Throughout the Synoptic Gospels-Matthew, Mark, and Luke-a consistent distinction is made between the outer ranks of the people, or disciples, and the inner circle of Apostles. May we not emphasize the same distinction still? We have among us many who are clearly disciples. They cannot as yet formulate or endorse the full creed of the Church, but if they are true to their convictions and follow the gleam, the Master will bring them to the decision of Peter, Matthew 16:16.
This world is Godâ€™s field. All the good in it has reached it through Jesus Christ. Fundamentally there are but two classes, for the disciple belongs to Christ, though He has not yet come into the perfect light. Notice that the people who cause stumbling are placed with those who do iniquity, and each class is thrown on the rubbish heap. Ponder the despair with which we shall view wasted opportunities, as we look back on them from eternity-weeping for softer natures, and wailing for weaker ones. Let us not trifle away the golden chances of life!
SECURING TREASURE REJECTING THE BAD
The parables of treasure and pearl are a pair. They describe the various ways we come to know Godâ€™s truth. Some happen on it suddenly. They are pursuing the ordinary vocations of life when suddenly the ploughshare rings against a box of buried treasure. The husbandman is suddenly rich beyond his dreams.
But in other cases religion is the result of diligent search. Man cannot be happy without God. He goes from philosophy to philosophy, from system to system, turning over the pearls on the dealerâ€™s trays; but suddenly his listlessness is transformed to eagerness as he discovers the Christ. Here is the pearl of great price. He has sought and found, and is prepared to renounce all. See Philippians 3:7. Is there not, too, a deep sense in which Jesus has renounced all, that He might purchase for Himself the Church, His bride? He is the merchant, and we the pearl, though only in His eyes-the eyes of love-could we be held worthy of all that He surrendered to win us!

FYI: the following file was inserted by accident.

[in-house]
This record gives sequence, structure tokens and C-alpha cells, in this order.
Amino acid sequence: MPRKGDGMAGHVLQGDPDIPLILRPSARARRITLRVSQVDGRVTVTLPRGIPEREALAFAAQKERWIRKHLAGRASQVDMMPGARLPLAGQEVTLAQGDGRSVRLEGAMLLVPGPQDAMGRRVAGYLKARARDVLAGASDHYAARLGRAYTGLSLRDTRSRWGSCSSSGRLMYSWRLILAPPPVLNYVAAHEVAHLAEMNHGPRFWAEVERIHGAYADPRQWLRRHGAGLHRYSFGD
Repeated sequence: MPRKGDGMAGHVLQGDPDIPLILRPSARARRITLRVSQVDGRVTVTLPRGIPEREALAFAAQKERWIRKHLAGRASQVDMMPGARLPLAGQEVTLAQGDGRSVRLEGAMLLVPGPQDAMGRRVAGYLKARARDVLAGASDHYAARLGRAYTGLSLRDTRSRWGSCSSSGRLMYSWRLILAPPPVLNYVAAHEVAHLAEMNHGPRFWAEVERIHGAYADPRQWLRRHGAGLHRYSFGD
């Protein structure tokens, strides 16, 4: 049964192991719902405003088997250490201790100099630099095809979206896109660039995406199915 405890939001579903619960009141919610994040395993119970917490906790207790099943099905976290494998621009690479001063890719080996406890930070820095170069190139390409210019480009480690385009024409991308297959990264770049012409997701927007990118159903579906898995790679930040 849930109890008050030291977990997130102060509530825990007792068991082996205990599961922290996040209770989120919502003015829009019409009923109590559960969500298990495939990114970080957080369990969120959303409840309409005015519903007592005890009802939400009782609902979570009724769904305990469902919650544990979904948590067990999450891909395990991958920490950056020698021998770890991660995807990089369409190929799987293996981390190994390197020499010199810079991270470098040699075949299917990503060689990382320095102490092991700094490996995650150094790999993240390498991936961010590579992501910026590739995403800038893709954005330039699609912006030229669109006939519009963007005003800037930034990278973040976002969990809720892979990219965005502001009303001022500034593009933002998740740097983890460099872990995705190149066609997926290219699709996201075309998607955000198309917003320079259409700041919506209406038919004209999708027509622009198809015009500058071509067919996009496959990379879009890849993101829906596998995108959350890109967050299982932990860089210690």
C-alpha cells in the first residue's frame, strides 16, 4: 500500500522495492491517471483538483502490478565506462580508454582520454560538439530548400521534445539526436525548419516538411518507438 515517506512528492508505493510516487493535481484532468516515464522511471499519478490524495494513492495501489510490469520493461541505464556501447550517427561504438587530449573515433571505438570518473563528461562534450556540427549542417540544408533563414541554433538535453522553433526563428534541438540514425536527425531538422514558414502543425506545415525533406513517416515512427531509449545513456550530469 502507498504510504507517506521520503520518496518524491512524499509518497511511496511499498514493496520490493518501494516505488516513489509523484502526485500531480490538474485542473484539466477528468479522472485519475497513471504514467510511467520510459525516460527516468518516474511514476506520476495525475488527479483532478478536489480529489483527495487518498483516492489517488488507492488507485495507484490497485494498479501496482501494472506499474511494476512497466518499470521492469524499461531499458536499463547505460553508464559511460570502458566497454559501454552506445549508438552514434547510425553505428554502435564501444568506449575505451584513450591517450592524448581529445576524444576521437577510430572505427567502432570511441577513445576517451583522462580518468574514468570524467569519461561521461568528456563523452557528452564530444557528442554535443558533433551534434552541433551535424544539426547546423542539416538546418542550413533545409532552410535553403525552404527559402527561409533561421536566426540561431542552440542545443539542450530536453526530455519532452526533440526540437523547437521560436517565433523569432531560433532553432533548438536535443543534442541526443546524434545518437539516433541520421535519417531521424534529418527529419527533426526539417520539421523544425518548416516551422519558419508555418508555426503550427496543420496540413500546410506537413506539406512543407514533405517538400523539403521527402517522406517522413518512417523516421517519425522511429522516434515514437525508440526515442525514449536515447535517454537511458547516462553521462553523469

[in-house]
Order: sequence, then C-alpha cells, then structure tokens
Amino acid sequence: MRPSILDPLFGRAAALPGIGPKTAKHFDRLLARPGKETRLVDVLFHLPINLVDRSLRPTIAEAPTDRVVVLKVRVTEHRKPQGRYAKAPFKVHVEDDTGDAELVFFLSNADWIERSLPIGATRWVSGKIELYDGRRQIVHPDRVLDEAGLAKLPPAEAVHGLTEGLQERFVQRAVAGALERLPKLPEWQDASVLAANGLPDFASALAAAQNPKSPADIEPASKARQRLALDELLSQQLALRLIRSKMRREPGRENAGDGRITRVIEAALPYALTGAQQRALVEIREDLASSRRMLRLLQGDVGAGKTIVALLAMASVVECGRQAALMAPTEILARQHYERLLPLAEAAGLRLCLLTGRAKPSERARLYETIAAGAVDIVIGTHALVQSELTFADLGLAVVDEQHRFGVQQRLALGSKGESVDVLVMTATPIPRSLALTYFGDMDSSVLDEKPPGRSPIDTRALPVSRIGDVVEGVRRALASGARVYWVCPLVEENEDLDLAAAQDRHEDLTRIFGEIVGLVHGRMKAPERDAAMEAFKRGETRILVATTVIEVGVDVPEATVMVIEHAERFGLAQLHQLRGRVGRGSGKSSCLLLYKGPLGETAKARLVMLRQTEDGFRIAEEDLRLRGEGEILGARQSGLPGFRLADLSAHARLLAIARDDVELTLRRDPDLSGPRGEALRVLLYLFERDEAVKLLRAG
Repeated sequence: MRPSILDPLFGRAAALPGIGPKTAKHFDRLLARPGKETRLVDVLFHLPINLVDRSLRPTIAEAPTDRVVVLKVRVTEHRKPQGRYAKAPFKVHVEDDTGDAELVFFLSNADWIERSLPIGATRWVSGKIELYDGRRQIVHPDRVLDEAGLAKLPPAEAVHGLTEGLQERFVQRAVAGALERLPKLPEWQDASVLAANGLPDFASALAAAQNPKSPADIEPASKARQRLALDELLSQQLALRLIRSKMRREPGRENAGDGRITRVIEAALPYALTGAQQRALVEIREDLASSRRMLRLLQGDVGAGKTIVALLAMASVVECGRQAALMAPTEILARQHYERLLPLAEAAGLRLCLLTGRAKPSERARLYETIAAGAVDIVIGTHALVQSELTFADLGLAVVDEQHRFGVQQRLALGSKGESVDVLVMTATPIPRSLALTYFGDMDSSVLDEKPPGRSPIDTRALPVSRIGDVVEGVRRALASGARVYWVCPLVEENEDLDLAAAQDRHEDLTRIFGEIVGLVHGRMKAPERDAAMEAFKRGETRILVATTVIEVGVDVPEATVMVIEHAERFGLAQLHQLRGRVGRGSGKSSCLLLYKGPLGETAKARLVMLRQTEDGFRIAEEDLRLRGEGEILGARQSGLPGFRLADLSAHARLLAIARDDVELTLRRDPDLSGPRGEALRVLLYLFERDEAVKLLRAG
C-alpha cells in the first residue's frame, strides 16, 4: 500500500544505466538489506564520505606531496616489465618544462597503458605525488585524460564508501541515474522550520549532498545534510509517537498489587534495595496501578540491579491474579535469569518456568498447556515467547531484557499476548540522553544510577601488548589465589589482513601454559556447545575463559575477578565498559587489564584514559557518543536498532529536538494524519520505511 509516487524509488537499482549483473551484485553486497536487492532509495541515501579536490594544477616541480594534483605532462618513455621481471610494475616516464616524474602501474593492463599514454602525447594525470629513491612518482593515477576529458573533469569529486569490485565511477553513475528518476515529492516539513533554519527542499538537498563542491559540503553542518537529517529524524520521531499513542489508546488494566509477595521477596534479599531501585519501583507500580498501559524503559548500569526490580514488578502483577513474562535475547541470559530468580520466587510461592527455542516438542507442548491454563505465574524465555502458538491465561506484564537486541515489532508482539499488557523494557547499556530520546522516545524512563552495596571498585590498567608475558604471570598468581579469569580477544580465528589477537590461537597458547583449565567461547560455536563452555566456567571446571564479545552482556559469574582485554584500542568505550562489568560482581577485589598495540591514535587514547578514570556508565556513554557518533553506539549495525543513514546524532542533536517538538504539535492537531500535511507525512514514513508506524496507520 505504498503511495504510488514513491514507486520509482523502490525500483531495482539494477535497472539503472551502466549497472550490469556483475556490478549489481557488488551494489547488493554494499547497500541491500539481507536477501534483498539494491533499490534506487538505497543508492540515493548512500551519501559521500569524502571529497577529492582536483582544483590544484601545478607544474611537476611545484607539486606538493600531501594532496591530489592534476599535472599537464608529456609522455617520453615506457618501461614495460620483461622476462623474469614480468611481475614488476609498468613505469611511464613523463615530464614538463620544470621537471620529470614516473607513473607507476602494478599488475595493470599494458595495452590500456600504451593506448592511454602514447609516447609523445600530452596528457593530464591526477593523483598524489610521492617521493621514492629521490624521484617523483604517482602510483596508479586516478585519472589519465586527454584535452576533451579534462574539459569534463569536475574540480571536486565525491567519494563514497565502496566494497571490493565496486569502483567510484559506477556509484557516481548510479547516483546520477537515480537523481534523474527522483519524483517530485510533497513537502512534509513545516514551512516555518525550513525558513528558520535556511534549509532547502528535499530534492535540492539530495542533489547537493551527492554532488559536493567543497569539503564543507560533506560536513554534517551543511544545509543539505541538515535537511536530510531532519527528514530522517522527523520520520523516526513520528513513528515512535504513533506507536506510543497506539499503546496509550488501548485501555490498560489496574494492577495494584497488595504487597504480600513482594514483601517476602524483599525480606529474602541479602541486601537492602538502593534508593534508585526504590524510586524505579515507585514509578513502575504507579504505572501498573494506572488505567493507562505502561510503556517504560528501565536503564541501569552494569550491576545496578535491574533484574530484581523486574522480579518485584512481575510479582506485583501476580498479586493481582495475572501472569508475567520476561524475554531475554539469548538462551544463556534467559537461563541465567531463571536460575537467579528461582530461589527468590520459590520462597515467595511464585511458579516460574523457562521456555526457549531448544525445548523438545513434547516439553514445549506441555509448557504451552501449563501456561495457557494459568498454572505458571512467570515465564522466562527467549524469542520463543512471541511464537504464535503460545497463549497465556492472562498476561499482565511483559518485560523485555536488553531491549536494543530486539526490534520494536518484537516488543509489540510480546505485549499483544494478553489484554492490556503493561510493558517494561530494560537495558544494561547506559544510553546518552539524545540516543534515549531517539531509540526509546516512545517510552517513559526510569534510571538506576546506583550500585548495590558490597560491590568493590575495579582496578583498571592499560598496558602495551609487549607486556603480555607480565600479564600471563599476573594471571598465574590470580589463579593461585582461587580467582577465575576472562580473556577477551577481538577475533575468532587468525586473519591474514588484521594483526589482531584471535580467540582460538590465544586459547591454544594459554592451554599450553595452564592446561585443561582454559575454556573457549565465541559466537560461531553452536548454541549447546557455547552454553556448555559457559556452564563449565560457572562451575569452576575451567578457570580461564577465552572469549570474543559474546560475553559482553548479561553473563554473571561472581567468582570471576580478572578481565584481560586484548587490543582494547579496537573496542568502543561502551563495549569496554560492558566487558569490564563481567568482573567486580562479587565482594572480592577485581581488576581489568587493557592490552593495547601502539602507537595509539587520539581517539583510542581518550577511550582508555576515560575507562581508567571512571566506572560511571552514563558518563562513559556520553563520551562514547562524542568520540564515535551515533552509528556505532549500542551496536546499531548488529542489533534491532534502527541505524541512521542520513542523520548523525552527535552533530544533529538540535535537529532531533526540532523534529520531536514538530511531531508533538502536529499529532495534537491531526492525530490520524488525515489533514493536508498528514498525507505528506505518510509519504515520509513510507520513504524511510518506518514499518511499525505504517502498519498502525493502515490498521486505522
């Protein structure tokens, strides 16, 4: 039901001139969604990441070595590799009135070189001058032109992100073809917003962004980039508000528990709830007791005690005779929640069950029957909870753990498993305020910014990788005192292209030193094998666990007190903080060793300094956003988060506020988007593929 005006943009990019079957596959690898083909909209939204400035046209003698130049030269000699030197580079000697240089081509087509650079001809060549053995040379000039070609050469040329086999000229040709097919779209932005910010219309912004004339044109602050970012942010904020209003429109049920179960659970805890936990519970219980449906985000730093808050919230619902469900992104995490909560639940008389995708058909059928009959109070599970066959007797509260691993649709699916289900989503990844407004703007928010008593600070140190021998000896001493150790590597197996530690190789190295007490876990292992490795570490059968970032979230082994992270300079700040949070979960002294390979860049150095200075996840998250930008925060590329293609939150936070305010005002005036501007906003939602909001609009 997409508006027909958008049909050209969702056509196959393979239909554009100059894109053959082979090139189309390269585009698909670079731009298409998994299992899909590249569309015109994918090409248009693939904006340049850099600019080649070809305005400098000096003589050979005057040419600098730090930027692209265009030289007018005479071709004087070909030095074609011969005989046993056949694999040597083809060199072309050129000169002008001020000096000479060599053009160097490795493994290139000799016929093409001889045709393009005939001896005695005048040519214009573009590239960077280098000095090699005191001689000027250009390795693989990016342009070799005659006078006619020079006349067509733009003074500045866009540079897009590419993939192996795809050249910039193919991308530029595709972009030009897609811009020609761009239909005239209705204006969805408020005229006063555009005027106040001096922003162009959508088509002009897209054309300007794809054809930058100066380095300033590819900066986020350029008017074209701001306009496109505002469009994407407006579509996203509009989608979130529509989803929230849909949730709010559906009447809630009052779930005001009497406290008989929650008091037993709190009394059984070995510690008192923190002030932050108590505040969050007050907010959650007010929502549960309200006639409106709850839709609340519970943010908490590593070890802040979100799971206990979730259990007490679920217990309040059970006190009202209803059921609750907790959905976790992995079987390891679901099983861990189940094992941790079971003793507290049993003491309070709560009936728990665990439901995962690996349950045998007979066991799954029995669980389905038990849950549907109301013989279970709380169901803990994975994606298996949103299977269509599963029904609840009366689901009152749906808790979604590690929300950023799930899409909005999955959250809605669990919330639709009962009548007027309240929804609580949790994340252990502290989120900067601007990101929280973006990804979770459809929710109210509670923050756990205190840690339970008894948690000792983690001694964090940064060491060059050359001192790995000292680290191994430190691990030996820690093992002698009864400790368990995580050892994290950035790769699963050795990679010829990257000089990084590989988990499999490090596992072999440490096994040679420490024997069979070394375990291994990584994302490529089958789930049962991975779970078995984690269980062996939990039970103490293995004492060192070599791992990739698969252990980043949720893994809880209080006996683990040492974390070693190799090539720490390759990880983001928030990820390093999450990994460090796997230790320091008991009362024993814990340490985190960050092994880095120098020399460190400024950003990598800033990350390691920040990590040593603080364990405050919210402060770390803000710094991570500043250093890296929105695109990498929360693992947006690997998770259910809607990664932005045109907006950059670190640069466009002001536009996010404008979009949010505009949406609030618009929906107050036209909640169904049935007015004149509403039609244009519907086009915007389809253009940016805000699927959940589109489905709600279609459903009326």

HOW UNBELIEF HINDERS
Godâ€™s truth is always new and always old. It is as fresh as the morning breeze for each coming generation. But however stated, the fundamental facts are invariable. Let us store our minds and hearts with holy and helpful thoughts, so as to deal them out as the occasions serve.
Compare Matthew 13:53 with Luke 4:16-30. The question His townspeople put is stated a little differently in Mark 6:3. Till He left home, at the age of thirty, for His baptism, our Lord evidently worked with His hands. Perhaps the full wonder of His nature was not realized even by Himself. But surely none can despise manual toil when the Son of man wrought at the bench, making, according to the old tradition, implements of husbandry.
Sons and daughters were born to Joseph and Mary, whose names are here given. Alas, that we do not see the glory in common, familiar people and circumstances! Never forget that the absence of expectant faith does more to limit the progress of the gospel than the lack of funds!
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Meyer, Frederick Brotherton. "Commentary on Matthew 13". "F. B. Meyer's 'Through the Bible' Commentary". https://www.studylight.org/
the Third Week after Epiphany